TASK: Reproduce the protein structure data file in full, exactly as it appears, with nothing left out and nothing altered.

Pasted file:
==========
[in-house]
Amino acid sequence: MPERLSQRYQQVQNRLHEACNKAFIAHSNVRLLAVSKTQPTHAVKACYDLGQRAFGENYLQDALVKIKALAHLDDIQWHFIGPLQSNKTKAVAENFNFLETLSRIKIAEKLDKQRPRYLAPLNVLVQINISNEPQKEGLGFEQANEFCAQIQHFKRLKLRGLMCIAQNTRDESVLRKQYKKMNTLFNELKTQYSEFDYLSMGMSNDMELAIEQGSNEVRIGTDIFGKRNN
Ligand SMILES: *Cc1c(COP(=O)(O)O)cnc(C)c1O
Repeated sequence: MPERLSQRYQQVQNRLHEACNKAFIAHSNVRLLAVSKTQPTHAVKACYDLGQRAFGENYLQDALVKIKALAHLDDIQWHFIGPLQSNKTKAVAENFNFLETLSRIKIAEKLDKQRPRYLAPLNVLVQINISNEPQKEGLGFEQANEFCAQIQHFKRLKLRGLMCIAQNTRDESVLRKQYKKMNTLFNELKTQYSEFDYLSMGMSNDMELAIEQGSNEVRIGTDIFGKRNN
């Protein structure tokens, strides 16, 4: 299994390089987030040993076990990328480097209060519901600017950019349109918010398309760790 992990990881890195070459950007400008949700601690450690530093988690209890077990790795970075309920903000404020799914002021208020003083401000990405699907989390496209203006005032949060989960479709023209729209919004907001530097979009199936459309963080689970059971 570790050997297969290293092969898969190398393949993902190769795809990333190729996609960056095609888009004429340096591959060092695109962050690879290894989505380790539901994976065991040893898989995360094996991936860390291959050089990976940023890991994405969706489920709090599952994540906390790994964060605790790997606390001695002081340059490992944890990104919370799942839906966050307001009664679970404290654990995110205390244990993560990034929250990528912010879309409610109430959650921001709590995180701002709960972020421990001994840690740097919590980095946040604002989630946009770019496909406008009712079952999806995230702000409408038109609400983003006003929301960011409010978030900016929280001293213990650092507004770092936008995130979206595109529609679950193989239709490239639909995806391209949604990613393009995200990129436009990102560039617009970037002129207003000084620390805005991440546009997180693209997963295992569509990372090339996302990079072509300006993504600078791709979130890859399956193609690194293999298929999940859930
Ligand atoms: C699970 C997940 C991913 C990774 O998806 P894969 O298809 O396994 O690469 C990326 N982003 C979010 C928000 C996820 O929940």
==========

[in-house]
Amino acid sequence: MPERLSQRYQQVQNRLHEACNKAFIAHSNVRLLAVSKTQPTHAVKACYDLGQRAFGENYLQDALVKIKALAHLDDIQWHFIGPLQSNKTKAVAENFNFLETLSRIKIAEKLDKQRPRYLAPLNVLVQINISNEPQKEGLGFEQANEFCAQIQHFKRLKLRGLMCIAQNTRDESVLRKQYKKMNTLFNELKTQYSEFDYLSMGMSNDMELAIEQGSNEVRIGTDIFGKRNN
Ligand SMILES: *Cc1c(COP(=O)(O)O)cnc(C)c1O
Repeated sequence: MPERLSQRYQQVQNRLHEACNKAFIAHSNVRLLAVSKTQPTHAVKACYDLGQRAFGENYLQDALVKIKALAHLDDIQWHFIGPLQSNKTKAVAENFNFLETLSRIKIAEKLDKQRPRYLAPLNVLVQINISNEPQKEGLGFEQANEFCAQIQHFKRLKLRGLMCIAQNTRDESVLRKQYKKMNTLFNELKTQYSEFDYLSMGMSNDMELAIEQGSNEVRIGTDIFGKRNN
């Protein structure tokens, strides 16, 4: 299994390089987030040993076990990328480097209060519901600017950019349109918010398309760790 992990990881890195070459950007400008949700601690450690530093988690209890077990790795970075309920903000404020799914002021208020003083401000990405699907989390496209203006005032949060989960479709023209729209919004907001530097979009199936459309963080689970059971 570790050997297969290293092969898969190398393949993902190769795809990333190729996609960056095609888009004429340096591959060092695109962050690879290894989505380790539901994976065991040893898989995360094996991936860390291959050089990976940023890991994405969706489920709090599952994540906390790994964060605790790997606390001695002081340059490992944890990104919370799942839906966050307001009664679970404290654990995110205390244990993560990034929250990528912010879309409610109430959650921001709590995180701002709960972020421990001994840690740097919590980095946040604002989630946009770019496909406008009712079952999806995230702000409408038109609400983003006003929301960011409010978030900016929280001293213990650092507004770092936008995130979206595109529609679950193989239709490239639909995806391209949604990613393009995200990129436009990102560039617009970037002129207003000084620390805005991440546009997180693209997963295992569509990372090339996302990079072509300006993504600078791709979130890859399956193609690194293999298929999940859930
Ligand atoms: C699970 C997940 C991913 C990774 O998806 P894969 O298809 O396994 O690469 C990326 N982003 C979010 C928000 C996820 O929940």